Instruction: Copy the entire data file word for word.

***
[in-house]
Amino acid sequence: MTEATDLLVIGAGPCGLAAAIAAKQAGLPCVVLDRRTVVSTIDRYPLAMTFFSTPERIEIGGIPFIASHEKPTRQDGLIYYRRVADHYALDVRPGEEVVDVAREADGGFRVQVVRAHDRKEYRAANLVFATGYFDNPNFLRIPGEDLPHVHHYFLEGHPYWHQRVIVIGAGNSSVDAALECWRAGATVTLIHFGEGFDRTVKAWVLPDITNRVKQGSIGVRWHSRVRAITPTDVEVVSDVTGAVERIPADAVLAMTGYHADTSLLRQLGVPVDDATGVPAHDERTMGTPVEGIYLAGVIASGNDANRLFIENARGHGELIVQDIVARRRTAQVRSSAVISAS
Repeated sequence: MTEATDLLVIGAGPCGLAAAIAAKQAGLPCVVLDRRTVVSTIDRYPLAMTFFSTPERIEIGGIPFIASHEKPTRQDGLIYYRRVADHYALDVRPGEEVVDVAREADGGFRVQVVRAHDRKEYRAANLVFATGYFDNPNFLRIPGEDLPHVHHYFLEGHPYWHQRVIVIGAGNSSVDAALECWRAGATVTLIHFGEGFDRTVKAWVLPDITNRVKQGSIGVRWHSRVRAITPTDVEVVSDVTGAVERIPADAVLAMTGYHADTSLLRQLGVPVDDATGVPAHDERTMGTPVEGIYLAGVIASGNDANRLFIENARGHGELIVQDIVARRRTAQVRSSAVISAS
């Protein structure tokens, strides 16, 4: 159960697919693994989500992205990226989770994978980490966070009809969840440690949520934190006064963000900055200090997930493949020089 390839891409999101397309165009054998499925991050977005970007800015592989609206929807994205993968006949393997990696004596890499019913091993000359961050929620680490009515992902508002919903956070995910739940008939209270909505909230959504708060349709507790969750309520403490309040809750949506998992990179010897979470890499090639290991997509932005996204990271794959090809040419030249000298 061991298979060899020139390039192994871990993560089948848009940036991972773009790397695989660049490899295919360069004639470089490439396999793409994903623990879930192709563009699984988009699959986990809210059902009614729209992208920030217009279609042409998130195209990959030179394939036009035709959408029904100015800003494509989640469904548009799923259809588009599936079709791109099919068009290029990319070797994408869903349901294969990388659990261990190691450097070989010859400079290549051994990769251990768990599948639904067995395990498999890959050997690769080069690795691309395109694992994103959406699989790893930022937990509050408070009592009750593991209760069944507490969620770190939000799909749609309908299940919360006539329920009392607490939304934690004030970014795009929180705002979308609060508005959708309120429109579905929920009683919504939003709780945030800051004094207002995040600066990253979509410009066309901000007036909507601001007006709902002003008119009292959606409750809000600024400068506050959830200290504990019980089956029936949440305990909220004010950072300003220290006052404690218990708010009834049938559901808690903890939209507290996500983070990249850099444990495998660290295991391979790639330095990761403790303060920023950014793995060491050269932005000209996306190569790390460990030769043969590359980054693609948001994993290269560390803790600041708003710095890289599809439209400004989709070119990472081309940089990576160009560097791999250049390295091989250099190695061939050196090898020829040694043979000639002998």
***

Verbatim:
[in-house]
Amino acid sequence: MTEATDLLVIGAGPCGLAAAIAAKQAGLPCVVLDRRTVVSTIDRYPLAMTFFSTPERIEIGGIPFIASHEKPTRQDGLIYYRRVADHYALDVRPGEEVVDVAREADGGFRVQVVRAHDRKEYRAANLVFATGYFDNPNFLRIPGEDLPHVHHYFLEGHPYWHQRVIVIGAGNSSVDAALECWRAGATVTLIHFGEGFDRTVKAWVLPDITNRVKQGSIGVRWHSRVRAITPTDVEVVSDVTGAVERIPADAVLAMTGYHADTSLLRQLGVPVDDATGVPAHDERTMGTPVEGIYLAGVIASGNDANRLFIENARGHGELIVQDIVARRRTAQVRSSAVISAS
Repeated sequence: MTEATDLLVIGAGPCGLAAAIAAKQAGLPCVVLDRRTVVSTIDRYPLAMTFFSTPERIEIGGIPFIASHEKPTRQDGLIYYRRVADHYALDVRPGEEVVDVAREADGGFRVQVVRAHDRKEYRAANLVFATGYFDNPNFLRIPGEDLPHVHHYFLEGHPYWHQRVIVIGAGNSSVDAALECWRAGATVTLIHFGEGFDRTVKAWVLPDITNRVKQGSIGVRWHSRVRAITPTDVEVVSDVTGAVERIPADAVLAMTGYHADTSLLRQLGVPVDDATGVPAHDERTMGTPVEGIYLAGVIASGNDANRLFIENARGHGELIVQDIVARRRTAQVRSSAVISAS
């Protein structure tokens, strides 16, 4: 159960697919693994989500992205990226989770994978980490966070009809969840440690949520934190006064963000900055200090997930493949020089 390839891409999101397309165009054998499925991050977005970007800015592989609206929807994205993968006949393997990696004596890499019913091993000359961050929620680490009515992902508002919903956070995910739940008939209270909505909230959504708060349709507790969750309520403490309040809750949506998992990179010897979470890499090639290991997509932005996204990271794959090809040419030249000298 061991298979060899020139390039192994871990993560089948848009940036991972773009790397695989660049490899295919360069004639470089490439396999793409994903623990879930192709563009699984988009699959986990809210059902009614729209992208920030217009279609042409998130195209990959030179394939036009035709959408029904100015800003494509989640469904548009799923259809588009599936079709791109099919068009290029990319070797994408869903349901294969990388659990261990190691450097070989010859400079290549051994990769251990768990599948639904067995395990498999890959050997690769080069690795691309395109694992994103959406699989790893930022937990509050408070009592009750593991209760069944507490969620770190939000799909749609309908299940919360006539329920009392607490939304934690004030970014795009929180705002979308609060508005959708309120429109579905929920009683919504939003709780945030800051004094207002995040600066990253979509410009066309901000007036909507601001007006709902002003008119009292959606409750809000600024400068506050959830200290504990019980089956029936949440305990909220004010950072300003220290006052404690218990708010009834049938559901808690903890939209507290996500983070990249850099444990495998660290295991391979790639330095990761403790303060920023950014793995060491050269932005000209996306190569790390460990030769043969590359980054693609948001994993290269560390803790600041708003710095890289599809439209400004989709070119990472081309940089990576160009560097791999250049390295091989250099190695061939050196090898020829040694043979000639002998």